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Because the 8x is bigger doesn't it pull you into the view more than the 7x? Kind of like a big screen tv.
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Old Friday 23rd February 2018, 05:43   #10
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Because the 8x is bigger doesn't it pull you into the view more than the 7x? Kind of like a big screen tv.
No. I have binocular vision with both of them and I am looking at things in real life which have real depth of field. A TV screen is different.

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Old Friday 23rd February 2018, 07:58   #11
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Because the 8x is bigger doesn't it pull you into the view more than the 7x? Kind of like a big screen tv.
Me too, currently prefererring greater magnification to be able see more detail, which usually means 'only' 5 or 6 degrees but while trying out different binoculars have come to think that it is probably enough:-

https://en.wikipedia.org/wiki/Vision_span
"...The visual field of the human eye spans approximately 120 degrees of arc. However, most of that arc is peripheral vision."
"...The field of view that is observed with sufficient resolution to read text typically spans about 6 degrees of arc,..."

- and with higher magnification I believe that d.o.f. tends to be reduced
so that when looking at a distant object, or into trees or bushes, usually with a narrower field e.g. at 10/12x:

[big objects/s - less context/f.o.v. - shallow d.o.f. = subject emphasised] ...like 'bokeh' in photography?

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Originally Posted by ceasar View Post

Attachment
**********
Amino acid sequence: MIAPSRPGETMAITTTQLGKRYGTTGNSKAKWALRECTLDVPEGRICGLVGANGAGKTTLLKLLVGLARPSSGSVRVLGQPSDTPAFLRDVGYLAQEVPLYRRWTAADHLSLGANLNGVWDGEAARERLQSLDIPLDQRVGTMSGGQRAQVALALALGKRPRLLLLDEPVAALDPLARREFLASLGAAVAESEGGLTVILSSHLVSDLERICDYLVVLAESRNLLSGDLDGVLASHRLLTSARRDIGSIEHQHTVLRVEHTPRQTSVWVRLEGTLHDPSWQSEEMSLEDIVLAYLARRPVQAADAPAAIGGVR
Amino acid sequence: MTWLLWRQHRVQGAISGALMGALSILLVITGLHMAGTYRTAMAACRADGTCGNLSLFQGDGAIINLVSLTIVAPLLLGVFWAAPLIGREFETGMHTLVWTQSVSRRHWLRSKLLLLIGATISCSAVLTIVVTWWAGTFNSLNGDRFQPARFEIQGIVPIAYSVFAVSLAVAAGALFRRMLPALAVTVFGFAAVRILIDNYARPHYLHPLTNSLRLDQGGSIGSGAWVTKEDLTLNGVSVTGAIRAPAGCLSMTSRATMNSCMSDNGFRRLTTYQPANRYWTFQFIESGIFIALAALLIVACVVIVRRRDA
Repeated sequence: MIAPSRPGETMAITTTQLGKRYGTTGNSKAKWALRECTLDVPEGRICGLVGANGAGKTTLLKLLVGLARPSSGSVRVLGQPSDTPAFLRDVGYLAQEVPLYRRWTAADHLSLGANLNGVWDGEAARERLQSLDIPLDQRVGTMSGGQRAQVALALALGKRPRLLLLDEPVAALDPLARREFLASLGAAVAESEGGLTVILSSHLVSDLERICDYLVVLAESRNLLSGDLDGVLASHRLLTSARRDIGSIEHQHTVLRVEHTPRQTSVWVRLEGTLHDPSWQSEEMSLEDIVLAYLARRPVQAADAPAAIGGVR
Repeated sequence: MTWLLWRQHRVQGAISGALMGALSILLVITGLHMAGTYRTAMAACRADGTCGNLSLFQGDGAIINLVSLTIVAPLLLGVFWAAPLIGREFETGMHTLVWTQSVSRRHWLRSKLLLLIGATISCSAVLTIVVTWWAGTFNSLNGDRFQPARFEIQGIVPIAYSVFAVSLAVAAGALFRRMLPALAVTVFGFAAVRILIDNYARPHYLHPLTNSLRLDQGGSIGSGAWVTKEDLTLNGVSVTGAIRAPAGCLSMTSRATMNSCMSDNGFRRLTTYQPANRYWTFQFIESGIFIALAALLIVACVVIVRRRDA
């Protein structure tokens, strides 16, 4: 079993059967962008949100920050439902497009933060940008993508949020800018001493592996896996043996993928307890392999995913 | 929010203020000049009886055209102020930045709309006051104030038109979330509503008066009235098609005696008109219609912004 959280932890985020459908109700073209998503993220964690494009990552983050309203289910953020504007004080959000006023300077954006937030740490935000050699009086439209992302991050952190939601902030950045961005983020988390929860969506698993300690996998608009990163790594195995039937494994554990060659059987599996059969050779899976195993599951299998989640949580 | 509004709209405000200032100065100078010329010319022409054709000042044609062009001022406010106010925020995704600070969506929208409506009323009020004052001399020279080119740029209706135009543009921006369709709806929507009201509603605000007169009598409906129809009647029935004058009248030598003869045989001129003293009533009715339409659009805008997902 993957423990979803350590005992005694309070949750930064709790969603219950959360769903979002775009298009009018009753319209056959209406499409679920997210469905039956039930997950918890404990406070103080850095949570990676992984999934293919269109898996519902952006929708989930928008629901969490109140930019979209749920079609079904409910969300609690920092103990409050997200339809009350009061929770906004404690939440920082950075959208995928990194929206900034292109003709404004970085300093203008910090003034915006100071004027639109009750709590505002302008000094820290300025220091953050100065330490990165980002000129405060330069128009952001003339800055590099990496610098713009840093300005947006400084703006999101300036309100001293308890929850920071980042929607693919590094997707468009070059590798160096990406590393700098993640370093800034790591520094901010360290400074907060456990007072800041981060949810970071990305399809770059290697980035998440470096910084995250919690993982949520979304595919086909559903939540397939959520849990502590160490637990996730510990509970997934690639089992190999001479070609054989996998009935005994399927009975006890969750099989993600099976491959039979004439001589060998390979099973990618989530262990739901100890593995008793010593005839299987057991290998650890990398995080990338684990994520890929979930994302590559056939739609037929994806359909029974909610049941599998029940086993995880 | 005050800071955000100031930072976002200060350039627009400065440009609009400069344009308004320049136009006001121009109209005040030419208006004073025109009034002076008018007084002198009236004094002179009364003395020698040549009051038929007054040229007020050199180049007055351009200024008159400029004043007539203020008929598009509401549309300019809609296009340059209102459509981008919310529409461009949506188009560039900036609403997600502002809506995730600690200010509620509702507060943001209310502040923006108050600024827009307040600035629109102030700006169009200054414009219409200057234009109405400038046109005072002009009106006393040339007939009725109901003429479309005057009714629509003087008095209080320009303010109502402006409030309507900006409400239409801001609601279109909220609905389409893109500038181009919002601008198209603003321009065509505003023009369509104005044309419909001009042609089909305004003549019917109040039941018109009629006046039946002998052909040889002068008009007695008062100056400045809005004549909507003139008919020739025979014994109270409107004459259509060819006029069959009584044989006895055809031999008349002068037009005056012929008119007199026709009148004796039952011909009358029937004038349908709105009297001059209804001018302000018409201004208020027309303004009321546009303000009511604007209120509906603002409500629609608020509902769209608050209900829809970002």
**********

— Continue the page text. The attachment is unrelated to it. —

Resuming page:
No. I have binocular vision with both of them and I am looking at things in real life which have real depth of field. A TV screen is different.
ceasar,
Yes, for occasional vistas and close range, I do prefer lower magnification,
to make the view seem more natural, usually with a wider field e.g. at 6/7x:

[small object/s + more context/f.o.v. + greater d.o.f. = immersion] ...which may also need less adjustment to focus?

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Old Friday 23rd February 2018, 09:50   #12
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How much FOV do you prefer in an 8x birding binocular? I find 400 to 420 feet about optimum. Under 400 feet is a tad too small and starts to feel tunnel like and over 420 feet I think there begins to be more optical aberrations and it seems to make it hard to see all the field. What do you think? Also, how important is a big FOV to you?
Dennis - how long is a piece of string!?

Human physiology has some of your answers as to why less than ~60 AFov (~400ft in an 8x) can start to feel confining. 420ft is nice, sharp to the edge is even nicer. I actually like the 444ft of the Zeiss SF (the colour cast, difficulty of viewing for me - to do with setting the ER, the smoke and mirrors ergonomics which aren't as nice as the Zen ED3's for me, the $30 eyecups, and the ~$35 million price tag out here - not so much). Zeiss lists the SF's AFov at 64 which is to do with the distortion profile.

I found the 69 AFov of my Swift Audubon 8.5x44 820ED to be quite nice, though not sharp enough at the edges. I'd like to see 70 AFov's in all my bins - sharp to the edge, with sensible gentle distortion profiles and edge pincushion, and only slight field curvature that could be accommodated by under 40's (sorry for anyone older than that - you're on your own! :)